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What Is Subculture? - Theories, Definition & Examples

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  • 0:01 What Is Subculture?
  • 0:14 Culture Vs. Society
  • 0:50 Subcultures Defined
  • 3:11 Lesson Summary
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Instructor: Kimberly Moffitt

Kimberly has taught college Sociology and Criminal Justice classes and has a Master's Degree in Criminal Justice.

Subcultures are those groups that have values and norms that are distinct from those held by the majority. Let's examine a few subcultural theories and test our knowledge with a quiz.

What is Subculture?

Subcultures are those groups that have values and norms that are distinct from those held by the majority. Let's examine a few subcultural theories and test our knowledge with a quiz.

Culture vs. Society

Culture is what makes up a society's expression, both through material things and beliefs. Examples of culture as a whole should be familiar to you. They can include things like language, ideological values, gender roles, social conventions, religion or artistic expression through things like paintings, books or films. Society refers to people who interact in a defined territory and share a culture. Within every society there may be many different cultures as well as many different subcultures. Let's examine some of the theories and definitions surrounding subcultures.

Subcultures Defined

While small societies tend to be culturally uniform, large industrial societies are culturally diverse and involve numerous subcultures. Subcultures are values and norms distinct from those of the majority and are held by a group within a wider society. In the United States, subcultures might include hippies, Goths, fans of hip hop or heavy metal and even bikers - the examples are endless. One area of particular interest has to do with deviant subcultures.

A biker gang is an example of a subculture.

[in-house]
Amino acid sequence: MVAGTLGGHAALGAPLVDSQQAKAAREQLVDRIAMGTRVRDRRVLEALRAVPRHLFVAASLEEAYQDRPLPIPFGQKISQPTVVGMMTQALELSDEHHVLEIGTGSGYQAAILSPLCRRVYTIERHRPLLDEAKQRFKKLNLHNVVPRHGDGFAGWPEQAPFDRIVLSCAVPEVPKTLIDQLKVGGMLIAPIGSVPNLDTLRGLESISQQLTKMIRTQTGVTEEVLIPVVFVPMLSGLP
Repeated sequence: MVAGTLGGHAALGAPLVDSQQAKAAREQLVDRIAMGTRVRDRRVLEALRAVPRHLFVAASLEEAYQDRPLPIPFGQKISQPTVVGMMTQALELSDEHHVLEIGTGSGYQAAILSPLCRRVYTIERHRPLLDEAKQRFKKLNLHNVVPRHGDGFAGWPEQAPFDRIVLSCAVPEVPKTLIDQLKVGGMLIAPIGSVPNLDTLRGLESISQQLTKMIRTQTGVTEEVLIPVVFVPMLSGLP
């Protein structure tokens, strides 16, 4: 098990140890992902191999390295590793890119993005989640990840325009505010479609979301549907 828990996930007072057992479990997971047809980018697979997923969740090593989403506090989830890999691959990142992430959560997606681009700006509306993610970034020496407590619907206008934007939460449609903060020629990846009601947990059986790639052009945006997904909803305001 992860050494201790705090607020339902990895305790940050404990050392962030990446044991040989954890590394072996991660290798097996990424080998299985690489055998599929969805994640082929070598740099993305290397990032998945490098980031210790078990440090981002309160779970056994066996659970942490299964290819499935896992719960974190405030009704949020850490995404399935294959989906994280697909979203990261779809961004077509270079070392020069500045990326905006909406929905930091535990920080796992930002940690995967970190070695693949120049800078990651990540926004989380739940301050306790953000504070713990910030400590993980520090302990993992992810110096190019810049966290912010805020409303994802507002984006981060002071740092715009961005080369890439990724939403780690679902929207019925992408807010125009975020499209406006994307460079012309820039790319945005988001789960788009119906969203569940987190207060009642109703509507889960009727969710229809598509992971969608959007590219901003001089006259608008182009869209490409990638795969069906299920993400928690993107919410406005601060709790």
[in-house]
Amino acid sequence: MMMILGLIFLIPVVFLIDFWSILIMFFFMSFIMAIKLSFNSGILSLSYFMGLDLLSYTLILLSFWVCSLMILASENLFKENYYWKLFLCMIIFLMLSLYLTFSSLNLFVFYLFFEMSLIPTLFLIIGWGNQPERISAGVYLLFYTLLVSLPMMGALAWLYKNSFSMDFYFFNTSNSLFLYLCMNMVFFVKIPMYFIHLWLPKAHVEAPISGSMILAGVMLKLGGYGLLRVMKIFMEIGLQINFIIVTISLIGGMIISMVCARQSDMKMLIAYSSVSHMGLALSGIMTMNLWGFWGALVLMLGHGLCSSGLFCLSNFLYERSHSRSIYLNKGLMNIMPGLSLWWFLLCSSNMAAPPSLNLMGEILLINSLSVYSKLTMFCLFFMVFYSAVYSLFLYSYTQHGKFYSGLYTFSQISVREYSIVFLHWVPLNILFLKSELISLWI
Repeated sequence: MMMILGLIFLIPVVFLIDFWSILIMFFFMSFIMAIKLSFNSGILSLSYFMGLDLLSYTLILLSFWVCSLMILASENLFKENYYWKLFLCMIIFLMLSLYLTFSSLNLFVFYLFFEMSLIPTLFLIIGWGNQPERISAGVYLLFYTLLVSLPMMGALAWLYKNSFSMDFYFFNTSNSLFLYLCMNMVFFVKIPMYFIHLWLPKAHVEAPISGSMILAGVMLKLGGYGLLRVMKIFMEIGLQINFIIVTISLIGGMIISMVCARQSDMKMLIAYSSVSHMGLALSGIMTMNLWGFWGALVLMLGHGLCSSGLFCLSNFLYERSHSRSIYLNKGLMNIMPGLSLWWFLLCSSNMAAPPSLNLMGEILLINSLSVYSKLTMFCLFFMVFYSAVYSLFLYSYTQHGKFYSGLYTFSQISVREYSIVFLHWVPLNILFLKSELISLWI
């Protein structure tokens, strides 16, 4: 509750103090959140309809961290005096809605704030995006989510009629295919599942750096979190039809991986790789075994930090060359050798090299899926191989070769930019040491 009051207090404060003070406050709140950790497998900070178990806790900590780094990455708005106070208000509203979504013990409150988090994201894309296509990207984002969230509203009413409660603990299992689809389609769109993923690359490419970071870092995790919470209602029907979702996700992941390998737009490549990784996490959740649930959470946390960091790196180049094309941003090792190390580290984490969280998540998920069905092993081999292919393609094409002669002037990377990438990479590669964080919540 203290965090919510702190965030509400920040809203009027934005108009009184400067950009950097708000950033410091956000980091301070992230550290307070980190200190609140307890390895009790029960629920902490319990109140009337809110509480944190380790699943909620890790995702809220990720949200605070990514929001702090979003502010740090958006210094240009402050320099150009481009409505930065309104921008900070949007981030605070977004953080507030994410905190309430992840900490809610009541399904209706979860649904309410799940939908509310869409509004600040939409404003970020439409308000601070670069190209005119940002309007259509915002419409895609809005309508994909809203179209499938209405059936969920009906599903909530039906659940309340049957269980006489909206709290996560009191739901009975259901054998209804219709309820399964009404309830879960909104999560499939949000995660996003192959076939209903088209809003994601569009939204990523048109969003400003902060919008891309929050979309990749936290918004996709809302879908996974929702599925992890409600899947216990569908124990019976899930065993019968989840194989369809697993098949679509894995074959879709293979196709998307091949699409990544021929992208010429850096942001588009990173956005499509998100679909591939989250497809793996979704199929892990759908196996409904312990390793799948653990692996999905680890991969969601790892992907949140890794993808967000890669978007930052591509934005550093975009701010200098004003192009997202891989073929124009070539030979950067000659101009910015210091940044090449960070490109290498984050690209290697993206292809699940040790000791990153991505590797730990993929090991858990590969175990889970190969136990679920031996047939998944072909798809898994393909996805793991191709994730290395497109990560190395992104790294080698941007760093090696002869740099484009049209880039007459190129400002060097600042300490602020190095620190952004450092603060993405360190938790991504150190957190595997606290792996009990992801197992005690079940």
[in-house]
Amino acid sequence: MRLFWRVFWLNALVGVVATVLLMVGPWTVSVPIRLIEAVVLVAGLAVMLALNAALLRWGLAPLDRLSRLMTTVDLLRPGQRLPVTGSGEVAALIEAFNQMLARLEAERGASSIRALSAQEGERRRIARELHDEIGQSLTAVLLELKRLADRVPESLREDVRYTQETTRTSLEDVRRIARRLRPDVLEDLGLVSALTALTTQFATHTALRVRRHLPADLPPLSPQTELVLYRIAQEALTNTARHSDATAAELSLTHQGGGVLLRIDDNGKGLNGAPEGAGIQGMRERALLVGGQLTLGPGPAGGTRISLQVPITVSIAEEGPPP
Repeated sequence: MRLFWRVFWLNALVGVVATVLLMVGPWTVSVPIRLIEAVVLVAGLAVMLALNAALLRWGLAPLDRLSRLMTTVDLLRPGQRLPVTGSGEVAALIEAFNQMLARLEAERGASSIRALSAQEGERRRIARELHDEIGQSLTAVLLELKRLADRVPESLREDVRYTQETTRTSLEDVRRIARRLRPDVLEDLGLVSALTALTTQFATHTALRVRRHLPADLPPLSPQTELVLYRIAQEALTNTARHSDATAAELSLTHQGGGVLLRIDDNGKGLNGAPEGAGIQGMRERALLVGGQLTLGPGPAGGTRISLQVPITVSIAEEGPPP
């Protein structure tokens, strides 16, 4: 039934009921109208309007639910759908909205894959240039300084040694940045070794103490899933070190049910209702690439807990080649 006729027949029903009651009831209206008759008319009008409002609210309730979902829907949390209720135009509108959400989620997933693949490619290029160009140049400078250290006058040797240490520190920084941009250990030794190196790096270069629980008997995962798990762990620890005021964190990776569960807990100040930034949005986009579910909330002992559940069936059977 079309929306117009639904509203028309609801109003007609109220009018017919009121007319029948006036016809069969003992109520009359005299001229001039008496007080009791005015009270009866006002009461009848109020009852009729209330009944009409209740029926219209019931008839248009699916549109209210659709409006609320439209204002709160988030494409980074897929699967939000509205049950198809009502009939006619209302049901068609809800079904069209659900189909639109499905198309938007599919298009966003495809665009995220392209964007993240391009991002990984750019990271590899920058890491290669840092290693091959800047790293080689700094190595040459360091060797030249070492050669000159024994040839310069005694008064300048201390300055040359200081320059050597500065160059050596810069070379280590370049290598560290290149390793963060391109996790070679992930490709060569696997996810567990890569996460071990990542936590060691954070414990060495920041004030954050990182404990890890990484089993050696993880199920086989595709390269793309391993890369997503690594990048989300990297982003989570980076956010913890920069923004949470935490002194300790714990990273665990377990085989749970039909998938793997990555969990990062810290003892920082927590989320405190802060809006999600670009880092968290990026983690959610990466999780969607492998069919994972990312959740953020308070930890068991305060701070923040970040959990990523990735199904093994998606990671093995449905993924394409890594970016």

Biker Gang

Richard Cloward and Lloyd Ohlin (1966) proposed that deviance results from the various opportunity structures that frame a person's life. A deviant subculture is a subculture which has values and norms that differ substantially from the majority of people in a society. When the structure of a neighborhood or community favors criminal activity, a criminal subculture is likely to develop, such as the Mafia in the 1930s or inner city gangs today. When people are unable to find opportunities - either legally or illegally - two other subcultures that potentially develop are conflict and retreatist subcultures. Conflict subcultures develop partially as a result of transient population and a lack of community. As a result, many turn to gang violence as a result of frustration and anger. Another possible outcome is the development of a retreatist subculture. An example of a retreatist subculture is one that's made up of high school dropouts who may abuse alcohol or narcotics.

Poverty can lead to subcultures.
Poverty

Walter Miller (1970) adds that deviant subcultures don't arise from the inability of the members to achieve success. He argued that crime is a result of the fact that there is a lower-class subculture with different norms and values than the rest of society. These can be characterized by:

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